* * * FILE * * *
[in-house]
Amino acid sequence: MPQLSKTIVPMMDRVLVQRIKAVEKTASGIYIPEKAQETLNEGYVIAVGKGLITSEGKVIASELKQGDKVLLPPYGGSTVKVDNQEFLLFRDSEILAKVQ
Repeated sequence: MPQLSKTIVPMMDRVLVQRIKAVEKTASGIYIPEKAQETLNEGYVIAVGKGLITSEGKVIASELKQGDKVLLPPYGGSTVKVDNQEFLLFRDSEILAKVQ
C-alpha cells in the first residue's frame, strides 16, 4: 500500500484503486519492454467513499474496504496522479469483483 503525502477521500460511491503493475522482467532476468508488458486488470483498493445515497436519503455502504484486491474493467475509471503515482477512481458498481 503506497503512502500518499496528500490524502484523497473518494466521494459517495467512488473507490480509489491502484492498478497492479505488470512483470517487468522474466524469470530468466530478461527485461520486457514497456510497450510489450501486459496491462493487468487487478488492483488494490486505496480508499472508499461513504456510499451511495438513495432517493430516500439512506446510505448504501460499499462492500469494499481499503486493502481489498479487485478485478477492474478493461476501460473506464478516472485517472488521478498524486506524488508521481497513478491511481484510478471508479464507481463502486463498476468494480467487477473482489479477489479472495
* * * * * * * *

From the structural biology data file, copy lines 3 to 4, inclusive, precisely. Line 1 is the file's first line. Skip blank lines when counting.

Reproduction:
Repeated sequence: MPQLSKTIVPMMDRVLVQRIKAVEKTASGIYIPEKAQETLNEGYVIAVGKGLITSEGKVIASELKQGDKVLLPPYGGSTVKVDNQEFLLFRDSEILAKVQ
C-alpha cells in the first residue's frame, strides 16, 4: 500500500484503486519492454467513499474496504496522479469483483 503525502477521500460511491503493475522482467532476468508488458486488470483498493445515497436519503455502504484486491474493467475509471503515482477512481458498481 503506497503512502500518499496528500490524502484523497473518494466521494459517495467512488473507490480509489491502484492498478497492479505488470512483470517487468522474466524469470530468466530478461527485461520486457514497456510497450510489450501486459496491462493487468487487478488492483488494490486505496480508499472508499461513504456510499451511495438513495432517493430516500439512506446510505448504501460499499462492500469494499481499503486493502481489498479487485478485478477492474478493461476501460473506464478516472485517472488521478498524486506524488508521481497513478491511481484510478471508479464507481463502486463498476468494480467487477473482489479477489479472495